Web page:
anonymous
  • anonymous
change to polar and then integrate
Mathematics
  • Stacey Warren - Expert brainly.com
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jamiebookeater
  • jamiebookeater
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anonymous
  • anonymous
\[\int\limits_{0}^{2}\int\limits_{0}^{\sqrt{4-y ^{2}}} x ^{2}+y^{2} dxdy\]
anonymous
  • anonymous
i know it becomes \[r^{2} r dr dTheta\]
TuringTest
  • TuringTest
yes, which simplifies to\[r^3drd\theta\]where are you stuck?

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anonymous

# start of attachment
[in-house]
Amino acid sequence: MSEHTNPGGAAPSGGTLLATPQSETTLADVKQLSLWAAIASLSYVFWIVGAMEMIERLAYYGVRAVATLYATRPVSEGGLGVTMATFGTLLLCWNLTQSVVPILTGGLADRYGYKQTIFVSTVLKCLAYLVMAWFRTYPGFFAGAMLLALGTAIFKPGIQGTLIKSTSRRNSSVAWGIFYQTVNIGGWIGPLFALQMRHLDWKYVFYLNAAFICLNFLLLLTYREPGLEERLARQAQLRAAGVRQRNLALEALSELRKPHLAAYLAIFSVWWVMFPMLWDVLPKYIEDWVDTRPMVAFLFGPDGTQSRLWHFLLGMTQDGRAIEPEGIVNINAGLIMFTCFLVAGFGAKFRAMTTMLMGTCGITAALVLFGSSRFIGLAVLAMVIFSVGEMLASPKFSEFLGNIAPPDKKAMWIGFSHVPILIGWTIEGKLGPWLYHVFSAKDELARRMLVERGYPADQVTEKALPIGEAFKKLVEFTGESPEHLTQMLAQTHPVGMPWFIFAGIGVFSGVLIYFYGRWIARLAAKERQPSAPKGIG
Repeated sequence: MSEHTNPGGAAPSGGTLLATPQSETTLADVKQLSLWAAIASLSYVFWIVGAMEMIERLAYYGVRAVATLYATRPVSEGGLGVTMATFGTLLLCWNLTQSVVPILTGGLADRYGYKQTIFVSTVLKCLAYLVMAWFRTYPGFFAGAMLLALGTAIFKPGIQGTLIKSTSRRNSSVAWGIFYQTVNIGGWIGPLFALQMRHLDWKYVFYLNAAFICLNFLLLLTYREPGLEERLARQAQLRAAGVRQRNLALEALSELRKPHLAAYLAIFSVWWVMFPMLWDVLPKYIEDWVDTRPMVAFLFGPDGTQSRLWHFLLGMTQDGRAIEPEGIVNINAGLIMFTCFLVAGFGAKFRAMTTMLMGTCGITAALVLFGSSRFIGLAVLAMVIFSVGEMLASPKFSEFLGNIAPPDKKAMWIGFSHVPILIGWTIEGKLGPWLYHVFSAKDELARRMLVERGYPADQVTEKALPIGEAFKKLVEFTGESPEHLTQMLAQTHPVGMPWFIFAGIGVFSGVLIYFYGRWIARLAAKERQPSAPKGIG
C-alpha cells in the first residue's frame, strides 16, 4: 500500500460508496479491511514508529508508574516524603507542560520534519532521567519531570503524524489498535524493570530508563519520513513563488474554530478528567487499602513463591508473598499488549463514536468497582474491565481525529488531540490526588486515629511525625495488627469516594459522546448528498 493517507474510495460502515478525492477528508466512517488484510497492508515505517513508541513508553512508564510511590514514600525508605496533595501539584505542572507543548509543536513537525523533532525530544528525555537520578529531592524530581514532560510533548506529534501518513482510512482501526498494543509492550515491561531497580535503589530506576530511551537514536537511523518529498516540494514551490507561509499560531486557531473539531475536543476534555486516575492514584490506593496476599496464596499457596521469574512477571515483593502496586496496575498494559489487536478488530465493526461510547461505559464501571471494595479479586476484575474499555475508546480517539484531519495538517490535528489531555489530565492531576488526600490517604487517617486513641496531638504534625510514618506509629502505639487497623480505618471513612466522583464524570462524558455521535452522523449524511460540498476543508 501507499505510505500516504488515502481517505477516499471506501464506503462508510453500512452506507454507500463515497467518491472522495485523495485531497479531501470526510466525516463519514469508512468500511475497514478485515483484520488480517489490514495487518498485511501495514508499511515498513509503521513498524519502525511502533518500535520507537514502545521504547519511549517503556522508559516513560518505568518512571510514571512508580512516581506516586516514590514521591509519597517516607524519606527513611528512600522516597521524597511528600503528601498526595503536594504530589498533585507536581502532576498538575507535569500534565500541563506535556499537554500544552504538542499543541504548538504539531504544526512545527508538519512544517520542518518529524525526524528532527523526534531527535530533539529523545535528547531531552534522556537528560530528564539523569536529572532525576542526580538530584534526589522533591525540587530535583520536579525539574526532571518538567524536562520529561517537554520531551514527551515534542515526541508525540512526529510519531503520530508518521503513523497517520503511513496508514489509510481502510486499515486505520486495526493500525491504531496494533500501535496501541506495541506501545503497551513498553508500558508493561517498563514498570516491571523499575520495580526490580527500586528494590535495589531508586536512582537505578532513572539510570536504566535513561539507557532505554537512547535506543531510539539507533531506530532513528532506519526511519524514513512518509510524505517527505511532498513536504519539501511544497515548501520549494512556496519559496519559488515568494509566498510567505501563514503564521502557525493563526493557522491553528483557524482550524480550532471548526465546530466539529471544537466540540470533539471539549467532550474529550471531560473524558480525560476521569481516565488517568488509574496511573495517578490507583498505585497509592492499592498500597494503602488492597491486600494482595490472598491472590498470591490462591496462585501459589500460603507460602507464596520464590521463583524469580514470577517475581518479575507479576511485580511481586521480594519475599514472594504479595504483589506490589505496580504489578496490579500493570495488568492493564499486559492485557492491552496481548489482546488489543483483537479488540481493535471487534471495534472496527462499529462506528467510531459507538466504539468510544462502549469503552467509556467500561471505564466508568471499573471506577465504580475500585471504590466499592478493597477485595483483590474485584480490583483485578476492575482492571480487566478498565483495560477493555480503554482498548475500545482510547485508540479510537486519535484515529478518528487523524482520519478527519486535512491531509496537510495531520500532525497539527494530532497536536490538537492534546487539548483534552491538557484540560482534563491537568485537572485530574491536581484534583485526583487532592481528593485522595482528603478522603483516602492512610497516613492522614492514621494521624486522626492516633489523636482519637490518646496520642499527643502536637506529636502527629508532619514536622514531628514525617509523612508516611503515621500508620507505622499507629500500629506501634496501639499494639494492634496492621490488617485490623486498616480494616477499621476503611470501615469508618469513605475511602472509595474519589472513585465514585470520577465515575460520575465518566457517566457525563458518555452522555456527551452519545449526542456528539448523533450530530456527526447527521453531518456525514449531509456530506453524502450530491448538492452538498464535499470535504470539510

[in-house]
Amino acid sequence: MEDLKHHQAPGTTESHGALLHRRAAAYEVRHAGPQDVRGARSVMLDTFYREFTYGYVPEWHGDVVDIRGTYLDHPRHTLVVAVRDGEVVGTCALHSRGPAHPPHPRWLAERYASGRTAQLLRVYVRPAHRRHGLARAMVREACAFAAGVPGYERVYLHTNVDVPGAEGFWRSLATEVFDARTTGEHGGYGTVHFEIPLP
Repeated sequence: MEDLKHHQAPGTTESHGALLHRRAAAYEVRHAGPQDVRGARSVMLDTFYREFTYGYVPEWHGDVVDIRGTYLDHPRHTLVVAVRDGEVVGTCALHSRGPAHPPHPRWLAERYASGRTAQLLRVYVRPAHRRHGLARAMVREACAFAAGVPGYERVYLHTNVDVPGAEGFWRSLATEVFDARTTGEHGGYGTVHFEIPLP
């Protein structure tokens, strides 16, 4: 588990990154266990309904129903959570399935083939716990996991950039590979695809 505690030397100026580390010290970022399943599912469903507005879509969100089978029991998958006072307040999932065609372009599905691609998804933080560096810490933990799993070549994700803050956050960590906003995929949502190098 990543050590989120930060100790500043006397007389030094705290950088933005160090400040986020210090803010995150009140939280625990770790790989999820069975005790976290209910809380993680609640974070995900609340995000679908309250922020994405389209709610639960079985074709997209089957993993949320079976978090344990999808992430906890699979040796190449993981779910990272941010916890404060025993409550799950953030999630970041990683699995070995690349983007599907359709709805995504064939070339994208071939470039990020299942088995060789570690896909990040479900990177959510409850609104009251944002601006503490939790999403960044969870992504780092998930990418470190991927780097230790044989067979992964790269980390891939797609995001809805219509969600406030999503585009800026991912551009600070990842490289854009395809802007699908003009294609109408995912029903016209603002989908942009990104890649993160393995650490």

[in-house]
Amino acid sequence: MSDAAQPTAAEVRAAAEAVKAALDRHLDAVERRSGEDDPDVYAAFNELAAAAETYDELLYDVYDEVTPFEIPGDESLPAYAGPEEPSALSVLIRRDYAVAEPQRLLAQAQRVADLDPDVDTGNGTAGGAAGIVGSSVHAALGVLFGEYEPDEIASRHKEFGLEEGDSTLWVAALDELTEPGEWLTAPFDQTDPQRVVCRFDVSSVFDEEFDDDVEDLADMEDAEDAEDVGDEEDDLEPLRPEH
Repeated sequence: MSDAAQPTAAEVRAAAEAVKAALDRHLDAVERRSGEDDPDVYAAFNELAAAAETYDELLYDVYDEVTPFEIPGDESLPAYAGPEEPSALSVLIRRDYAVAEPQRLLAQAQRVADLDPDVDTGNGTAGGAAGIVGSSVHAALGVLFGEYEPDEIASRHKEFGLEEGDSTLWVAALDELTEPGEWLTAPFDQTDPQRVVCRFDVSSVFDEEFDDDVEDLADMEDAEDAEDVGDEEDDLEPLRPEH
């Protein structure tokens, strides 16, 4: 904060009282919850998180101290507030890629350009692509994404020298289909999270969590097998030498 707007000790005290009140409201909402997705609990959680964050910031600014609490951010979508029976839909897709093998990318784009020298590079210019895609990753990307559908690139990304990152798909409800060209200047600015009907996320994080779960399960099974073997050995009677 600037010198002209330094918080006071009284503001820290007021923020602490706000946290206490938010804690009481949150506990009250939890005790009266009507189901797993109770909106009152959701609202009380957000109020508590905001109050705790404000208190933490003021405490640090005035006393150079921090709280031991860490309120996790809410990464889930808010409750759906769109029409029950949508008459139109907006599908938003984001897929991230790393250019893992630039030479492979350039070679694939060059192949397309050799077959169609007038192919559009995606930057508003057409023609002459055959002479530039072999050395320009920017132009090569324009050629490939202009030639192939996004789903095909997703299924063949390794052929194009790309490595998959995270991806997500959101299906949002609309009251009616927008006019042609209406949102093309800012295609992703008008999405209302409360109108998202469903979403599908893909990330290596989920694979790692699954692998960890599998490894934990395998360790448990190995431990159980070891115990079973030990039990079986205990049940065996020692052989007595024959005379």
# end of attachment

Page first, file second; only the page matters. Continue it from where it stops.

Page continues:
• anonymous
the sqrt term becomes x^2+y^2= 4 right
TuringTest
  • TuringTest
x^2+y^2=r^2 what is the radius of the circle in question?
anonymous
  • anonymous
so i should get r^4/4 evaluated from 0 to 2 then i should get 4 dtheta
anonymous
  • anonymous
radius should be 2
TuringTest
  • TuringTest
yes
TuringTest
  • TuringTest
and what are the bounds on theta?
anonymous
  • anonymous
0 to 2pi
TuringTest
  • TuringTest
remember that sqrt(4-y^2) is only the *top* of the circle, the bottom would require a negative sign, so the bounds on theta are only...?
anonymous
  • anonymous
0 to pi
TuringTest
  • TuringTest
yes
anonymous
  • anonymous
so would i ge 4 pi
TuringTest
  • TuringTest
yes
anonymous
  • anonymous
ur a life saver
TuringTest
  • TuringTest
no problem, happy to help

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